'Recurring' vs 'Reoccurring': What's the Difference?

By Amy Gilmore, updated on July 9, 2023

Are you unsure of the difference between 'recurring' vs. 'reoccurring?' If so, this guide will help.

Here is a quick answer:

  • 'Recurring' is an adjective that means taking place repeatedly or an adverb defined as happening over ad over.
  • 'Reoccurring' is a present tense verb meaning something is happening again or for the second time.

However, it would be best if you stuck around to learn more about these terms. Even experienced writers must consider the difference between these two words to ensure they use the correct term.

Learning the definitions, common usages, and accurate pronunciations will help you remember the difference and how to use 'recurring' vs. 'reoccurring' correctly.

What's the Difference Between 'Recurring' vs. 'Reoccurring?'

The difference between the first term and the latter is that:

  • 'recurring' means something happens repeatedly
  • 'reoccurring' implies that something is happening for the second time.

For example, if you repeatedly have a dream, it is called a 'recurring' dream, not a 'reoccurring' one. In comparison, you use the second word to say that something is or will happen again.

However, in some cases, you can use them as synonyms.

When to Use 'Recurring' vs. 'Reoccurring'

Now that you know the basics, let's look at when to use 'recurring' vs. 'reoccurring.'

  • Use 'recurring' when talking about something that happens many times.

For example, you could say:

Receiving a recurring payment from investments we made years ago helps us to live a more comfortable life in retirement.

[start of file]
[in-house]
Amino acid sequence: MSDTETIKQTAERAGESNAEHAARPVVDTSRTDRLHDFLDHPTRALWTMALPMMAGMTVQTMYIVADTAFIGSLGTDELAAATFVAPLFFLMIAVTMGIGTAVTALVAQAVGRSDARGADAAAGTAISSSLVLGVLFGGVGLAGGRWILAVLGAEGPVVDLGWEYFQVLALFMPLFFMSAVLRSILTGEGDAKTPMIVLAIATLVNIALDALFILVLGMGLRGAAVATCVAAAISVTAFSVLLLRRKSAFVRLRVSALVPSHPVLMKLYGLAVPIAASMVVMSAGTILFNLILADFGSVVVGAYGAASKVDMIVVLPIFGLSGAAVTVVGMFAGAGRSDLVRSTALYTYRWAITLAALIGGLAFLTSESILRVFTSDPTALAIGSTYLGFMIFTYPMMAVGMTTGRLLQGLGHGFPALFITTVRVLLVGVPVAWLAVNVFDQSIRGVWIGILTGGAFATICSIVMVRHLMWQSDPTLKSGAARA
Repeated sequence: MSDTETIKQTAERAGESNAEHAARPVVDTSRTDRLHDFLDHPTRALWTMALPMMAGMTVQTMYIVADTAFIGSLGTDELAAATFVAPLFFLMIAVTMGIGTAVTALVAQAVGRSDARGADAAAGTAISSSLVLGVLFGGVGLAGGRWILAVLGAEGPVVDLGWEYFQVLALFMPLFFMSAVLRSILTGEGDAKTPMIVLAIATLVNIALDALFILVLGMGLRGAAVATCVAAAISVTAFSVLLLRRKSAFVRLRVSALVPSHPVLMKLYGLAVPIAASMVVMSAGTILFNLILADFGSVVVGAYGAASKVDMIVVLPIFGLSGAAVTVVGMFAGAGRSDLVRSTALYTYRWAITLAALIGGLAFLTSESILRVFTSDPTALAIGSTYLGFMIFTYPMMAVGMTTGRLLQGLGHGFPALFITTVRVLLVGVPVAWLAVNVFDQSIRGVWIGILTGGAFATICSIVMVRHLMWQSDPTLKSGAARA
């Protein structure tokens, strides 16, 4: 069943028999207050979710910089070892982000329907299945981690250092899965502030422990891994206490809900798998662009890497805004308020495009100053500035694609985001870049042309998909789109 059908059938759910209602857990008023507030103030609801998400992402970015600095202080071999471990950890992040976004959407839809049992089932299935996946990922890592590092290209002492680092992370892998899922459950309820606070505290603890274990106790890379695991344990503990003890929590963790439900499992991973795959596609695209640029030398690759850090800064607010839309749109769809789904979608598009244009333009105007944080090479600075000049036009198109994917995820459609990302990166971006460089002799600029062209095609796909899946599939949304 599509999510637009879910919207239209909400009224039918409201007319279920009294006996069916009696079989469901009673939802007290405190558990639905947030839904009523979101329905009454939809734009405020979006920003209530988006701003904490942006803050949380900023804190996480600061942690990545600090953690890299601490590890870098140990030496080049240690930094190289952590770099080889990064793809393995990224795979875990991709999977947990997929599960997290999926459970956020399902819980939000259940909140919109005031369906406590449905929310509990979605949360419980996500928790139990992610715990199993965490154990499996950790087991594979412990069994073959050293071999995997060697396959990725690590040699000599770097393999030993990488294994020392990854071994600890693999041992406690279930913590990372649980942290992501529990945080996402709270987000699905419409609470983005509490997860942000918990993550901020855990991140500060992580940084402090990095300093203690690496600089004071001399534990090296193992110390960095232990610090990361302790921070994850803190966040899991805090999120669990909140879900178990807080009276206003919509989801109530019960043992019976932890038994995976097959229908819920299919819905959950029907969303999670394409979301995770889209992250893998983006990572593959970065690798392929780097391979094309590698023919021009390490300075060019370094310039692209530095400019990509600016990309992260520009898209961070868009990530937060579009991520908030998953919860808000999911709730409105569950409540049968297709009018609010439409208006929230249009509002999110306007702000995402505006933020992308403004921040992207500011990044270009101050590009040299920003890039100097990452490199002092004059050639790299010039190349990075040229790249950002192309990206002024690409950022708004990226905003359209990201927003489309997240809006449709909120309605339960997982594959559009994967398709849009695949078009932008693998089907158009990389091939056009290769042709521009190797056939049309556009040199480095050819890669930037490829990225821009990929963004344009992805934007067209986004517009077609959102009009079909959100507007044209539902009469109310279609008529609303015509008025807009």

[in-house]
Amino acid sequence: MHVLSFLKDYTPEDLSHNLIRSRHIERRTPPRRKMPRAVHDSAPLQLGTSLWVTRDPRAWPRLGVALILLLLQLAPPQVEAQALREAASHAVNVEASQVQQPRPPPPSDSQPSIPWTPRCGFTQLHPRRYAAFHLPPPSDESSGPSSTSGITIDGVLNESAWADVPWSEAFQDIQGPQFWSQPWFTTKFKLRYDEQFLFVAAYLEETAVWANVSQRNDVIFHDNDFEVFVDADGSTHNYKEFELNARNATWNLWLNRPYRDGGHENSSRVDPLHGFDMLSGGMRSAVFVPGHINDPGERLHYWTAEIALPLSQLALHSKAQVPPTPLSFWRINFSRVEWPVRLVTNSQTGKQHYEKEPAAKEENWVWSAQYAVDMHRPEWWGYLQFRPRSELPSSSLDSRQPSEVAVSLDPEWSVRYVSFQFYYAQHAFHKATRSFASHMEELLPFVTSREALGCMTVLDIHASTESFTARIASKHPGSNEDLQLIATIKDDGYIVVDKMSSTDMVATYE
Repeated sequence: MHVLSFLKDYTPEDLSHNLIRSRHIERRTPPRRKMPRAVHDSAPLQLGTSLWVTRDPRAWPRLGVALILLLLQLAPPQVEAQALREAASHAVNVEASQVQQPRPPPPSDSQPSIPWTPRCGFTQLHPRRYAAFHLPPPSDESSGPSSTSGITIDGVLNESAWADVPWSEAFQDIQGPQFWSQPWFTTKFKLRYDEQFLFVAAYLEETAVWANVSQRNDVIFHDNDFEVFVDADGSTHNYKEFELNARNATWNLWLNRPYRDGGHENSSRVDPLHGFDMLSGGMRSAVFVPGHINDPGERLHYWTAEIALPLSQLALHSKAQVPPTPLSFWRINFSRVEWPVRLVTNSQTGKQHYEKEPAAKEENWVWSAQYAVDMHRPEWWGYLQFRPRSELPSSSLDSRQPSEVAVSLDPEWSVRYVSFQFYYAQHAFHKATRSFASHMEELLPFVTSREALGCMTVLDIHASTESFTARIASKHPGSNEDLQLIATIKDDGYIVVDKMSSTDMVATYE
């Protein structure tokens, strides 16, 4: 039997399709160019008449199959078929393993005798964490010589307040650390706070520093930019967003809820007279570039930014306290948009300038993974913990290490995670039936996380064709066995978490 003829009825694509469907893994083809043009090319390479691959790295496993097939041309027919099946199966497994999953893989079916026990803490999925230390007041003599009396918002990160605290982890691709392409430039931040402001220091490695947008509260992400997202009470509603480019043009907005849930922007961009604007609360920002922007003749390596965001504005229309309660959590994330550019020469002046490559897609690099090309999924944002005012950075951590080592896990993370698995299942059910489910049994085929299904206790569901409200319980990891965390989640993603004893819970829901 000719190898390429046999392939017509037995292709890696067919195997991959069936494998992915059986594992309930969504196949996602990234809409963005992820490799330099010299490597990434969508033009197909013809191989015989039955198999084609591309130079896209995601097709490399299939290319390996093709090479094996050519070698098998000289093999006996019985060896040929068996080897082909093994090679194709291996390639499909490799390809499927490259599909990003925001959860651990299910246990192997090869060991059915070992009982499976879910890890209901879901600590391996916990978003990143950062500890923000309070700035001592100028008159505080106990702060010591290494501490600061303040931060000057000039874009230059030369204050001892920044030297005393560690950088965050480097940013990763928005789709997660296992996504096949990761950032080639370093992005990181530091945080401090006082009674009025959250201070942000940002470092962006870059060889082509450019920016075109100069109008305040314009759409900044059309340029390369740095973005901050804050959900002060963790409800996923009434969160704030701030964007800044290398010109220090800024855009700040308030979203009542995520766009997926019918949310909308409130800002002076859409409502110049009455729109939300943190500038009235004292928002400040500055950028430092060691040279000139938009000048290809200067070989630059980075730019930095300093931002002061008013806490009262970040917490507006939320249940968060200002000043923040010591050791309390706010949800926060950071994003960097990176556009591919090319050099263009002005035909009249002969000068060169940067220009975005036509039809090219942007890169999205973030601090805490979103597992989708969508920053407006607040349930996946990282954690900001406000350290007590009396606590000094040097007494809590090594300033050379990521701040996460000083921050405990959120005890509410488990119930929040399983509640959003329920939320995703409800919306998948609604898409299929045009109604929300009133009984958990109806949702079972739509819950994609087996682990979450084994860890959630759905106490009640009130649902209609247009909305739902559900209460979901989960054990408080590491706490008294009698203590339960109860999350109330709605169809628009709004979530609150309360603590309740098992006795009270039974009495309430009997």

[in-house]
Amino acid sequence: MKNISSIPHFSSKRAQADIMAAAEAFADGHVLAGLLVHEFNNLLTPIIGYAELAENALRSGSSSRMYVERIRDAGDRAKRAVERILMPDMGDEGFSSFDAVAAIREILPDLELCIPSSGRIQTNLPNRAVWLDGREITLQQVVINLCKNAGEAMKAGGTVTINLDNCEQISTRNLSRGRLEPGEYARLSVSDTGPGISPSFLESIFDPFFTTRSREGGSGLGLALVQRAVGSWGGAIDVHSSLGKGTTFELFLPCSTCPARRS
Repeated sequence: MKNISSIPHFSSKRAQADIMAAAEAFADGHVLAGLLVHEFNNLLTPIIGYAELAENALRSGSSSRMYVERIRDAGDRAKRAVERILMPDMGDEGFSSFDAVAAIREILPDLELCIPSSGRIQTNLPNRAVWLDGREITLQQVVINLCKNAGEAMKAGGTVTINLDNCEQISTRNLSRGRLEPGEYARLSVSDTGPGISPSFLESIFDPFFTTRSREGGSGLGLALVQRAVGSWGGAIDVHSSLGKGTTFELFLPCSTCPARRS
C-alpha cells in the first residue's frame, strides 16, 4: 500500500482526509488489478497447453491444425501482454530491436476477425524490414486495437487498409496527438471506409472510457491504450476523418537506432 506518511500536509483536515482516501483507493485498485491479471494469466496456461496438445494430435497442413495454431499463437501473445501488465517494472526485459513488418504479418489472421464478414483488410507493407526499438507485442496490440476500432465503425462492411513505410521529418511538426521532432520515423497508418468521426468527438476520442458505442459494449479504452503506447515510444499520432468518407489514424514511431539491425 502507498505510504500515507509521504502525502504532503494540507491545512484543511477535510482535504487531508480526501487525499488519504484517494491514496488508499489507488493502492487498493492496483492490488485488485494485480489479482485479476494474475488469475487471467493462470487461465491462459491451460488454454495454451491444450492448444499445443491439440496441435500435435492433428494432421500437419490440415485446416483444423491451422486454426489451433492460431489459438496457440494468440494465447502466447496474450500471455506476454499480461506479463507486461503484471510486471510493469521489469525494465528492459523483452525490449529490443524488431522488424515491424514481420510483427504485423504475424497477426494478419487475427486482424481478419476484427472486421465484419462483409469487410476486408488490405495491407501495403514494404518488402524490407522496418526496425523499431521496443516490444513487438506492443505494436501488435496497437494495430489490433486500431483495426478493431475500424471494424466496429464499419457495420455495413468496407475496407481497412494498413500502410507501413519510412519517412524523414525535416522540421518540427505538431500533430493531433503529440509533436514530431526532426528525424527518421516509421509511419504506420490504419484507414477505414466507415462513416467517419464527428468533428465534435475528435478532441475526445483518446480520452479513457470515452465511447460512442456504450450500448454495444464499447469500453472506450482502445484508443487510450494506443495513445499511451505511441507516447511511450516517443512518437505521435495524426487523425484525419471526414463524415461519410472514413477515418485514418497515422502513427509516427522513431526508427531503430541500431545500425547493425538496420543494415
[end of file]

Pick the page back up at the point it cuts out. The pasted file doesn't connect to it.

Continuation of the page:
• Use 'recurring' to refer to something that happens routinely.

For example, I might say:

The recurring charge from my electric provider is withdrawn from my bank account on the 5th of each month. 

  • Use 'recurring' to refer to a dream or nightmare you have repeatedly.

For example, you might hear someone say:

I had that recurring dream again. Sometimes I do not have it for years, and then it happens again. 

  • Use 'reoccurring' to say that something will happen again.

For example, you could say something like:

You are in luck! The performance you were so upset about missing is reoccurring this Saturday, and I got front-row tickets. 

  • You can use 'recurring' and 'reoccurring' as synonyms in the verb form.

For example, you might say:

The art show is reoccurring again. Do you want to go?


The art show is recurring again. Do you want to go?

  • You Do Not interchange' 'recurring' and 'reoccurring' when 'recurring' is an adjective.

For example, you should not substitute 'reoccurring' with 'recurring' when the latter is an adjective like this:

The recurring docuseries highlight the latest medical discoveries. 

Definition of 'Recurring': What Does 'Recurring' Mean?

The Merriam-Webster Dictionary defines 'recurring' as an adjective that means:

  • Occurring, happening, or appearing repeatedly or multiple times

It can also be a present-tense verb that means:

  • To refer back to
  • To reconsider
  • To happen again and again periodically

Synonyms of 'Recurring'

  • Serial
  • Recurrent
  • Periodic
  • Occasional
  • Cyclical
  • Reoccurring
  • Continual
  • Seasonal
  • Sporadic
  • Rhythmic
  • Alternating

Definition of 'Reoccurring': What Does 'Reoccurring' Mean?

The same defines 'reoccurring' as a present-tense verb meaning:

  • Occurring or happening again
  • Happening a second time

Synonyms of 'Reoccurring'

  • Remaking
  • Recurring
  • Reprising
  • Recreating
  • Reinventing